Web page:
US Sends Aid Package To Afghanistan

News Update

US to send $308M in aid to Afghanistan months after getting out

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The United States will send $308 million to Afghanistan for humanitarian aid, White House national security council spokesperson Emily Horne announced in a Tuesday statement. The announcement comes more than four months after the U.S. ended its longest war by withdrawing its troops from Afghanistan.

“The new humanitarian assistance by the United States Agency for International Development (USAID) will directly flow through independent humanitarian organizations and help provide lifesaving protection and shelter, essential health care, winterization assistance, emergency food aid, water, sanitation, and hygiene services,” Horne said in the statement. She added that the U.S. will send Afghanistan 1 million additional vaccine doses “in response to the growing humanitarian needs exacerbated by COVID-19.”

The U.S. withdrawal from Afghanistan has left the country in a state of disarray. Before the withdrawal, Afghanistan had relied on other countries for 80% of its government’s budget. With that money gone, the country has struggled to finance hospitals, schools, factories and government ministries. State employees haven’t been paid in months, and banks have restricted how much money account holders can withdraw.

The United Nations said 22% of Afghanistan’s 38 million people are living near famine and another 36% are facing acute food insecurity. On Monday, the UN undersecretary general for humanitarian affairs and emergency relief coordinator called for $4.4 billion in aid to go to the UN’s 2022 Humanitarian Response Plan for Afghanistan.

“This is the largest ever appeal for a single country for humanitarian assistance, and it is three times the amount needed, and actually fundraised in 2021,” Martin Griffiths said. “Without this being funded, there won’t be a future. We need this to be done, otherwise there will be outflow, there will be suffering.”

The Biden administration’s withdrawal from Afghanistan has been a frequent point of criticism from Republicans.

“The president refused to listen to his own generals and the intelligence community who warned him precisely what would happen when we withdrew,” Rep. Michael McCaul (R-TX) said at a September hearing featuring Secretary of State Antony Blinken. “This was an unmitigated disaster of epic proportions.”

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The United States will send $308 million to Afghanistan for humanitarian aid, White House national security council spokesperson Emily Horne announced in a Tuesday statement. The announcement comes more than four months after the U.S. ended its longest war by withdrawing its troops from Afghanistan.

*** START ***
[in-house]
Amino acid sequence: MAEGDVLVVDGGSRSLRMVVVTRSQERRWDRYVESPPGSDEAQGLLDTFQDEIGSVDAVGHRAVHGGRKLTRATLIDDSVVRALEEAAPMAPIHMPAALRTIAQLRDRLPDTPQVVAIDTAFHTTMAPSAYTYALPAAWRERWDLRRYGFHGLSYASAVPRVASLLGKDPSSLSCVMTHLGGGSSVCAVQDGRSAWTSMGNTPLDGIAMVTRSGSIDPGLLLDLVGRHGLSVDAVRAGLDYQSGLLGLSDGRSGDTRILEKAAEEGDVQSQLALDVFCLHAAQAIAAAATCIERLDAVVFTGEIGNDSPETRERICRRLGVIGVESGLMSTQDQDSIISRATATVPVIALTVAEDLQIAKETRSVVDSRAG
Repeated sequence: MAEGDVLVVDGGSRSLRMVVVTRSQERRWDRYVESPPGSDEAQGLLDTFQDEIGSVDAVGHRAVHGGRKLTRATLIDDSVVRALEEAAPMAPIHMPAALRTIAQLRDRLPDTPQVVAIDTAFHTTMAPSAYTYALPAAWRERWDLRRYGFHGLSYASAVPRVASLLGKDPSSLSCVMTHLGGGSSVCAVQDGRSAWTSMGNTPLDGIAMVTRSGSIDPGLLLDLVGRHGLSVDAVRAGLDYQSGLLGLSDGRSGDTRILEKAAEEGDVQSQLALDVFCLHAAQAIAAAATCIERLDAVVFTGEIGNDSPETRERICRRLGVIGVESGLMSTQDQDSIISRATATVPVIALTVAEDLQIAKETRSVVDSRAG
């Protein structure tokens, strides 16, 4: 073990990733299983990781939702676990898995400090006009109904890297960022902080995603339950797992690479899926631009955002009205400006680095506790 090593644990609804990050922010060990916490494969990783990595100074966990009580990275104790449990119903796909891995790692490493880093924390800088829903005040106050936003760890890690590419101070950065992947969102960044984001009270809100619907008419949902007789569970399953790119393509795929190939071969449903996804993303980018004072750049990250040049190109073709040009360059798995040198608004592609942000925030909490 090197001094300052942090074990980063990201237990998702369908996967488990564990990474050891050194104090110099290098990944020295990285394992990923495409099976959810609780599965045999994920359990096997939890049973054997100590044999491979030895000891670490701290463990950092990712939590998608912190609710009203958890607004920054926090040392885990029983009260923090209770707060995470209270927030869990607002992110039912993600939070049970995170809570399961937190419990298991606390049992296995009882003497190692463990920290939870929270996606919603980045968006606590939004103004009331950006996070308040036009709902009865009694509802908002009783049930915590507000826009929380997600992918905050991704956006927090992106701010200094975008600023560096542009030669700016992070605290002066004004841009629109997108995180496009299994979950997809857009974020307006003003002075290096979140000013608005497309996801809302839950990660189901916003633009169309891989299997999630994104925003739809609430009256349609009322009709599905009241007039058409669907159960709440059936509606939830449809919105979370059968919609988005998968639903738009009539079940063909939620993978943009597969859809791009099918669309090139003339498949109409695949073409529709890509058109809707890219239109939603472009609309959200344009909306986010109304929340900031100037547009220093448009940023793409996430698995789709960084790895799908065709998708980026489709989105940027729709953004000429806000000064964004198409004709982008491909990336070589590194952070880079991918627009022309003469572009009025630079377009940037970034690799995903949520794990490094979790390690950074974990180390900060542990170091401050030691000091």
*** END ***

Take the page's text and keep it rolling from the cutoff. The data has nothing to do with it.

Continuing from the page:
“The new humanitarian assistance by the United States Agency for International Development (USAID) will directly flow through independent humanitarian organizations and help provide lifesaving protection and shelter, essential health care, winterization assistance, emergency food aid, water, sanitation, and hygiene services,” Horne said in the statement. She added that the U.S. will send Afghanistan 1 million additional vaccine doses “in response to the growing humanitarian needs exacerbated by COVID-19.”

The U.S. withdrawal from Afghanistan has left the country in a state of disarray. Before the withdrawal, Afghanistan had relied on other countries for 80% of its government’s budget. With that money gone, the country has struggled to finance hospitals, schools, factories and government ministries. State employees haven’t been paid in months, and banks have restricted how much money account holders can withdraw.

The United Nations said 22% of Afghanistan’s 38 million people are living near famine and another 36% are facing acute food insecurity. On Monday, the UN undersecretary general for humanitarian affairs and emergency relief coordinator called for $4.4 billion in aid to go to the UN’s 2022 Humanitarian Response Plan for Afghanistan.

“This is the largest ever appeal for a single country for humanitarian assistance, and it is three times the amount needed, and actually fundraised in 2021,” Martin Griffiths said. “Without this being funded, there won’t be a future. We need this to be done, otherwise there will be outflow, there will be suffering.”

The Biden administration’s withdrawal from Afghanistan has been a frequent point of criticism from Republicans.

“The president refused to listen to his own generals and the intelligence community who warned him precisely what would happen when we withdrew,” Rep. Michael McCaul (R-TX) said at a September hearing featuring Secretary of State Antony Blinken. “This was an unmitigated disaster of epic proportions.”

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